*** Where I would have returned the next day for a second serving, if I hadn’t had to catch a plane back to the states. In retrospect, I wish I’d stayed in Paris, and not just for the duck.

Charlie Palmer Steak — Lunch on 16 August 2016

Charlie Palmer Steak is part of the Charlie Palmer Group, a collection of three hotels and 17 restaurants (eight in New York City, four in Northern California, four in Nevada, and one here in DC).  The big, bright Washington restaurant is a couple of blocks from the Capitol, which makes it a primo dining spot for legislators, legislative staff, and the lobbyists who love them.

The restaurant is contemporary, sleek, and airy.  The food and service are v good.

"One Meatball"

“One Meatball”

“You gets no bread with one meat ball.”

Well, actually there were three or four little pork and beef meatballs in this yummy starter, which came with house made cavatelli pasta, roasted garlic marinara, and pecorino.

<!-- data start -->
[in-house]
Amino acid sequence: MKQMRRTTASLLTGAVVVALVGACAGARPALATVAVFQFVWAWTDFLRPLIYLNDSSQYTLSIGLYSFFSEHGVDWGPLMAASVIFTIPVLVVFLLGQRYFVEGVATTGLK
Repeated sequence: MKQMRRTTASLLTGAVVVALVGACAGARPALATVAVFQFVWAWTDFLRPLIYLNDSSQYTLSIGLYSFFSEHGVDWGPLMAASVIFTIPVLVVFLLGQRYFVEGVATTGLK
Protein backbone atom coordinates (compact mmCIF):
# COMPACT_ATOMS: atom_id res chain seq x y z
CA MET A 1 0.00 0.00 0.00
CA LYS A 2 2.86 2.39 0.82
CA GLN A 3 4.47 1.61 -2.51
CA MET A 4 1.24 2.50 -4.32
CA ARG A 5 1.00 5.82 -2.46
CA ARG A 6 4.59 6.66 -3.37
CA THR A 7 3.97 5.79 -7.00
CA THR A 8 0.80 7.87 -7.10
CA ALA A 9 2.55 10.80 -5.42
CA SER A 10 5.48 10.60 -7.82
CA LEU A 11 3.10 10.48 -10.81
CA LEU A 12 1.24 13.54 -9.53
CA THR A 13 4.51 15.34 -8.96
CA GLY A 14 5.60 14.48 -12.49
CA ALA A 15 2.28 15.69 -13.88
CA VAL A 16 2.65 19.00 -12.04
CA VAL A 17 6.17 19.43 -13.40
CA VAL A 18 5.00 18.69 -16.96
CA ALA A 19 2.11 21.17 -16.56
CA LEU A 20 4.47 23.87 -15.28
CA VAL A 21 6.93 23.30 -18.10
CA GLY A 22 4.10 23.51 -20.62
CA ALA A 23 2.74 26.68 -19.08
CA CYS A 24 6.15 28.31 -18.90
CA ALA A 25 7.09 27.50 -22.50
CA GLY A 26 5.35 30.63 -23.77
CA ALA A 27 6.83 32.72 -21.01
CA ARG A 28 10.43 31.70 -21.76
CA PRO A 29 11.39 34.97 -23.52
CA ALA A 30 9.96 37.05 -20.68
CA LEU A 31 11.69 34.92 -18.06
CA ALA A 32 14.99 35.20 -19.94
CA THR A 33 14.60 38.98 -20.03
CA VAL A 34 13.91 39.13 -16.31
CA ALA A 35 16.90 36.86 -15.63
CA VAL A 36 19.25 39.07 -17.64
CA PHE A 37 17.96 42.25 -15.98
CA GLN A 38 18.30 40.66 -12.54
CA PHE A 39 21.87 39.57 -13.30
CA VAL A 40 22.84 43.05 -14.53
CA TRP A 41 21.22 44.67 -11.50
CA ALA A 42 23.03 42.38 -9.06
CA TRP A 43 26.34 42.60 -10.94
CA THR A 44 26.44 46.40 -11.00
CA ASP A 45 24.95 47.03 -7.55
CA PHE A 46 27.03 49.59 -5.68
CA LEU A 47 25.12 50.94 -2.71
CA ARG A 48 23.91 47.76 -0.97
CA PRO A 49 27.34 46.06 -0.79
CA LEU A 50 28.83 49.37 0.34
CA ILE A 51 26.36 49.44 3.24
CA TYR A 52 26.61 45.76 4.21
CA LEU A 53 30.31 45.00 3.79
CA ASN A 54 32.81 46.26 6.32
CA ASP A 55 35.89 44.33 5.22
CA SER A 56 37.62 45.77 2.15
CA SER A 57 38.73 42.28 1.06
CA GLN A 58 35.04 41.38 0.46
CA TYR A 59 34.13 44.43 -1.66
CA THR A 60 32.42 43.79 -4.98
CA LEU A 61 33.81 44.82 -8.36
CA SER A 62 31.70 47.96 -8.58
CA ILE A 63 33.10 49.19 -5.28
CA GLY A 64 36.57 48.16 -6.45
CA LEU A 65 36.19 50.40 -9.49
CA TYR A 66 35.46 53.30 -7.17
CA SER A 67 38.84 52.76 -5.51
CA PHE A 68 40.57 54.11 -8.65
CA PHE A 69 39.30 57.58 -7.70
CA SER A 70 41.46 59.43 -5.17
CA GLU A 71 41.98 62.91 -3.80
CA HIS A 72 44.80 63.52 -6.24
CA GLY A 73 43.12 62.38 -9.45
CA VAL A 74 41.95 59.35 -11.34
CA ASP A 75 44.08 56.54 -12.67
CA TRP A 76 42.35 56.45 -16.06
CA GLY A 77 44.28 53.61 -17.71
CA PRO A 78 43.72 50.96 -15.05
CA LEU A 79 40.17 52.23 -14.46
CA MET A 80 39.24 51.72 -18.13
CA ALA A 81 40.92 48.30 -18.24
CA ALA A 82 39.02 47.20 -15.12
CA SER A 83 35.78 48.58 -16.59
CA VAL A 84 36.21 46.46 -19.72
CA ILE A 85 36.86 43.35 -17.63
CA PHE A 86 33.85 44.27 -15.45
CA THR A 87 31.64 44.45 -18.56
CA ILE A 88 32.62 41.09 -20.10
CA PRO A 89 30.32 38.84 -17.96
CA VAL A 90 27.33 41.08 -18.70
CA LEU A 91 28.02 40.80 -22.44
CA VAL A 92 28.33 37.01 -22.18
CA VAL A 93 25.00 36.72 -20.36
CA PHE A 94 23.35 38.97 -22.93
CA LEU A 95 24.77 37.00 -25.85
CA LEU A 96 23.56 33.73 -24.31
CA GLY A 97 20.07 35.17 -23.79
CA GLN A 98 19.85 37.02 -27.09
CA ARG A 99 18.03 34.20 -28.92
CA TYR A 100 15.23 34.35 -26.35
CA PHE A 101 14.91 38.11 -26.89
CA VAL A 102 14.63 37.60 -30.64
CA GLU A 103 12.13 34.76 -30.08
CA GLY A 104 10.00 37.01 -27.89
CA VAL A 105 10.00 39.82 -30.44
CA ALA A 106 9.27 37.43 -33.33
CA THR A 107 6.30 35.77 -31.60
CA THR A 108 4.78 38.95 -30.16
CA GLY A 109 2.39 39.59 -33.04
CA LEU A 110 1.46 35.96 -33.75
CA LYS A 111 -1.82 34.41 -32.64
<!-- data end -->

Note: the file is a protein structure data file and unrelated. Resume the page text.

I really wanted that bread.

Boston Blue Cod

Boston Blue Cod

I know.  I ordered fish at a restaurant that has the word “Steak” in its name.  It seemed like a good idea at the time, and, since the dish was excellent, it still does.

This was Roasted Boston Blue Cod with ratatouille, a smoked eggplant purée, and a Nicoise olive tapenade.

It’s only in the last few years that I’ve come to really appreciate olives—I used to discreetly remove them from salads and the like.  How reassuring!  People can change!

But I still hate beets.

Pot de Crème

Pot de Crème

Lavender Pot De Crème, decorated with Brown Butter Sablé (those are the round shortbread cookies), and sweet cream.